I find that many parts of London get a little bit homogenised with big brands coming into areas were previously considered to be cool or upcoming. Camden has certainly been fighting these trends, Pret a Manger & All Saints just don’t feel like they should be around Camden, though thankfully the market has banned chains despite many stalls selling similar items. Greenwich still has cool independent and shops markets with varied eclectic things for sale unlike other places that feel big but undifferentiated, although that’s not to say some chains have been creeping in. My little bargain was a set of antique shot glasses for all of £2.

On that note about something new, watch this space. Next weekend I will be taking part in a world record attempt for the world’s biggest hop. Fans of Michael Palin may remember the TV series Ripping Yarns, if not then watch the episode “Tomkinson’s School Days” because next weekend in Hampstead they are relaunching the DVD with a ridiculous PR stunt, fingers crossed I can tell Mr Palin himself about how it’s his fault I need to set off around the world ….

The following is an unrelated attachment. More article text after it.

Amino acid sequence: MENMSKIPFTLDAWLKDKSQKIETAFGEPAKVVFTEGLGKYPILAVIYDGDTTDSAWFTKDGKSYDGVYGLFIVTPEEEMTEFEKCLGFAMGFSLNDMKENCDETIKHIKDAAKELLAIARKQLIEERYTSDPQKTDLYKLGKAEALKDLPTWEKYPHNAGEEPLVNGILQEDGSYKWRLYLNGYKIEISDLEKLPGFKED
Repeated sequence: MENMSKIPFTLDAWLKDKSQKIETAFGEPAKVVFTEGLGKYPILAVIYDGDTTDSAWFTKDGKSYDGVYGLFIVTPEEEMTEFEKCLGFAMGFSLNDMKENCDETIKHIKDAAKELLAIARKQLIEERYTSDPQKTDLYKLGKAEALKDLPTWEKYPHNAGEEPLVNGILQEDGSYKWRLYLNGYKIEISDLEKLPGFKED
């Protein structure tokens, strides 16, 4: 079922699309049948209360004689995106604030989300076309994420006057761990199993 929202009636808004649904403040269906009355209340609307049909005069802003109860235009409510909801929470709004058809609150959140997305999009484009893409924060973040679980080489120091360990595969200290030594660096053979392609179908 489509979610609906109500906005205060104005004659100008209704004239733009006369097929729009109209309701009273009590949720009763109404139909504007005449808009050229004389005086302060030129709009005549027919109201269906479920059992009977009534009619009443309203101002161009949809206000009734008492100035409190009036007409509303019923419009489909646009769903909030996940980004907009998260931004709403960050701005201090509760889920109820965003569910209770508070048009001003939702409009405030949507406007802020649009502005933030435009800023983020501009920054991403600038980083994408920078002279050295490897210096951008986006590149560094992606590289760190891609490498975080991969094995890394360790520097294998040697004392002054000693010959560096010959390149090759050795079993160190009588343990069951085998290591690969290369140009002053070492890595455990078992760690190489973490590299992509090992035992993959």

5 UK Destinations to Escape London 2012

Before I leave Britain for a little while, I thought it would be good to say something about the place. Where better to start than the Olympics, something that has been in the papers every day for what seems like forever now.

It’s a big project, anyone who goes to Stratford (not the Shakespeare one, the former ghetto one in East London) can see that. Thousands of acres of contaminated land has been turned into a giant construction playground that is bearing fruit. It’s phenomenal what they’ve built there and even more astounding when you consider 5.5m people will visit with many from outside the UK.